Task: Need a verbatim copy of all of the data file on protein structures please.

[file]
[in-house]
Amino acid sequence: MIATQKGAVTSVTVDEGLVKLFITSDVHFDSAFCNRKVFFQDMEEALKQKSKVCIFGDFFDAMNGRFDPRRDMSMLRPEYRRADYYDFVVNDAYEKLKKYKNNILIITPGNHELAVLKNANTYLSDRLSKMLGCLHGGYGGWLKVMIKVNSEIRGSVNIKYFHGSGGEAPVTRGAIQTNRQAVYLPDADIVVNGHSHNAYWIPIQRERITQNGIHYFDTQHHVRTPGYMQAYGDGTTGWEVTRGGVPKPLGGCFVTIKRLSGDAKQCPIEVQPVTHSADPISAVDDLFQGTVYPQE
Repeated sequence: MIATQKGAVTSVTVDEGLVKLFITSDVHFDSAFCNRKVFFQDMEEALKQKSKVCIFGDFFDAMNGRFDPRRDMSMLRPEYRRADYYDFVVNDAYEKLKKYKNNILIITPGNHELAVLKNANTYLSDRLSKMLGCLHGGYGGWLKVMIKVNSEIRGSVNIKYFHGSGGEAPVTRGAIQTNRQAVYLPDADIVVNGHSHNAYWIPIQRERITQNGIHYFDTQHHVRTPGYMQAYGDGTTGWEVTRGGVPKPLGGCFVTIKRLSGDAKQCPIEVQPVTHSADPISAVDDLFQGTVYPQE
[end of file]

[in-house]
Amino acid sequence: MIATQKGAVTSVTVDEGLVKLFITSDVHFDSAFCNRKVFFQDMEEALKQKSKVCIFGDFFDAMNGRFDPRRDMSMLRPEYRRADYYDFVVNDAYEKLKKYKNNILIITPGNHELAVLKNANTYLSDRLSKMLGCLHGGYGGWLKVMIKVNSEIRGSVNIKYFHGSGGEAPVTRGAIQTNRQAVYLPDADIVVNGHSHNAYWIPIQRERITQNGIHYFDTQHHVRTPGYMQAYGDGTTGWEVTRGGVPKPLGGCFVTIKRLSGDAKQCPIEVQPVTHSADPISAVDDLFQGTVYPQE
Repeated sequence: MIATQKGAVTSVTVDEGLVKLFITSDVHFDSAFCNRKVFFQDMEEALKQKSKVCIFGDFFDAMNGRFDPRRDMSMLRPEYRRADYYDFVVNDAYEKLKKYKNNILIITPGNHELAVLKNANTYLSDRLSKMLGCLHGGYGGWLKVMIKVNSEIRGSVNIKYFHGSGGEAPVTRGAIQTNRQAVYLPDADIVVNGHSHNAYWIPIQRERITQNGIHYFDTQHHVRTPGYMQAYGDGTTGWEVTRGGVPKPLGGCFVTIKRLSGDAKQCPIEVQPVTHSADPISAVDDLFQGTVYPQE